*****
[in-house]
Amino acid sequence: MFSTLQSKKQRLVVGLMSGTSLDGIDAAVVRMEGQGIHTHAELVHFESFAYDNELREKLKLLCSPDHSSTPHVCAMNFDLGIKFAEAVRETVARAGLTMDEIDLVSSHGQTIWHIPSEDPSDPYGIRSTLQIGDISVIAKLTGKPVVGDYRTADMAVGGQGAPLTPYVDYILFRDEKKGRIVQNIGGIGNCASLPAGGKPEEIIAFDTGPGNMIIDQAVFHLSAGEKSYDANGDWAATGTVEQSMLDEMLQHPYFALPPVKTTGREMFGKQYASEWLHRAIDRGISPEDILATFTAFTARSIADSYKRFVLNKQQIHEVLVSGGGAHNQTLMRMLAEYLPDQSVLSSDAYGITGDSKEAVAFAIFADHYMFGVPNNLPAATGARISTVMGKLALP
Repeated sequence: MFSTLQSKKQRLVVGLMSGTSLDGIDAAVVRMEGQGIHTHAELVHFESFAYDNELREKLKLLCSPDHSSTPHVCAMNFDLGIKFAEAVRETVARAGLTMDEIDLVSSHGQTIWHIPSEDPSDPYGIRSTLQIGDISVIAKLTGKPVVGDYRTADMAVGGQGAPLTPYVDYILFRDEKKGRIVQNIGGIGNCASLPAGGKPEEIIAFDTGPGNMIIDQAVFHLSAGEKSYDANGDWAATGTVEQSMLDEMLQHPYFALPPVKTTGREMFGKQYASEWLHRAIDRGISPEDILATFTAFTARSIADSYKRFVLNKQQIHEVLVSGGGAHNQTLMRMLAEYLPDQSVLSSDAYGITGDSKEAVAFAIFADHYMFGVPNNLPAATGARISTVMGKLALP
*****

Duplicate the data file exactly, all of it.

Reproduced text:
[in-house]
Amino acid sequence: MFSTLQSKKQRLVVGLMSGTSLDGIDAAVVRMEGQGIHTHAELVHFESFAYDNELREKLKLLCSPDHSSTPHVCAMNFDLGIKFAEAVRETVARAGLTMDEIDLVSSHGQTIWHIPSEDPSDPYGIRSTLQIGDISVIAKLTGKPVVGDYRTADMAVGGQGAPLTPYVDYILFRDEKKGRIVQNIGGIGNCASLPAGGKPEEIIAFDTGPGNMIIDQAVFHLSAGEKSYDANGDWAATGTVEQSMLDEMLQHPYFALPPVKTTGREMFGKQYASEWLHRAIDRGISPEDILATFTAFTARSIADSYKRFVLNKQQIHEVLVSGGGAHNQTLMRMLAEYLPDQSVLSSDAYGITGDSKEAVAFAIFADHYMFGVPNNLPAATGARISTVMGKLALP
Repeated sequence: MFSTLQSKKQRLVVGLMSGTSLDGIDAAVVRMEGQGIHTHAELVHFESFAYDNELREKLKLLCSPDHSSTPHVCAMNFDLGIKFAEAVRETVARAGLTMDEIDLVSSHGQTIWHIPSEDPSDPYGIRSTLQIGDISVIAKLTGKPVVGDYRTADMAVGGQGAPLTPYVDYILFRDEKKGRIVQNIGGIGNCASLPAGGKPEEIIAFDTGPGNMIIDQAVFHLSAGEKSYDANGDWAATGTVEQSMLDEMLQHPYFALPPVKTTGREMFGKQYASEWLHRAIDRGISPEDILATFTAFTARSIADSYKRFVLNKQQIHEVLVSGGGAHNQTLMRMLAEYLPDQSVLSSDAYGITGDSKEAVAFAIFADHYMFGVPNNLPAATGARISTVMGKLALP